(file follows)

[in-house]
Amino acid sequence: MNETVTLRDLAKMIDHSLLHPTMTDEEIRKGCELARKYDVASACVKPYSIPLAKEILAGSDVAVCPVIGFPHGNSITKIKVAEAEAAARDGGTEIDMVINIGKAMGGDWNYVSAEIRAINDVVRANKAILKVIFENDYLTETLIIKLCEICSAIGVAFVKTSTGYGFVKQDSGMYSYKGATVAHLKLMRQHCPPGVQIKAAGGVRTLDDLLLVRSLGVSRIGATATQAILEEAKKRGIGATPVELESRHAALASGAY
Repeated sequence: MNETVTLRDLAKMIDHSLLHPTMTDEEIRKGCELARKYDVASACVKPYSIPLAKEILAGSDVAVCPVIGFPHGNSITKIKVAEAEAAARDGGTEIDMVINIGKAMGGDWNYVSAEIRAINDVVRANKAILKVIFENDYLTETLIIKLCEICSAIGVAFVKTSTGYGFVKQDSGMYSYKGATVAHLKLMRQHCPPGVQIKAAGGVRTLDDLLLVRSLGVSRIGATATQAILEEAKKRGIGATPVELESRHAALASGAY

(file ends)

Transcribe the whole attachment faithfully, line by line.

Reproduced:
[in-house]
Amino acid sequence: MNETVTLRDLAKMIDHSLLHPTMTDEEIRKGCELARKYDVASACVKPYSIPLAKEILAGSDVAVCPVIGFPHGNSITKIKVAEAEAAARDGGTEIDMVINIGKAMGGDWNYVSAEIRAINDVVRANKAILKVIFENDYLTETLIIKLCEICSAIGVAFVKTSTGYGFVKQDSGMYSYKGATVAHLKLMRQHCPPGVQIKAAGGVRTLDDLLLVRSLGVSRIGATATQAILEEAKKRGIGATPVELESRHAALASGAY
Repeated sequence: MNETVTLRDLAKMIDHSLLHPTMTDEEIRKGCELARKYDVASACVKPYSIPLAKEILAGSDVAVCPVIGFPHGNSITKIKVAEAEAAARDGGTEIDMVINIGKAMGGDWNYVSAEIRAINDVVRANKAILKVIFENDYLTETLIIKLCEICSAIGVAFVKTSTGYGFVKQDSGMYSYKGATVAHLKLMRQHCPPGVQIKAAGGVRTLDDLLLVRSLGVSRIGATATQAILEEAKKRGIGATPVELESRHAALASGAY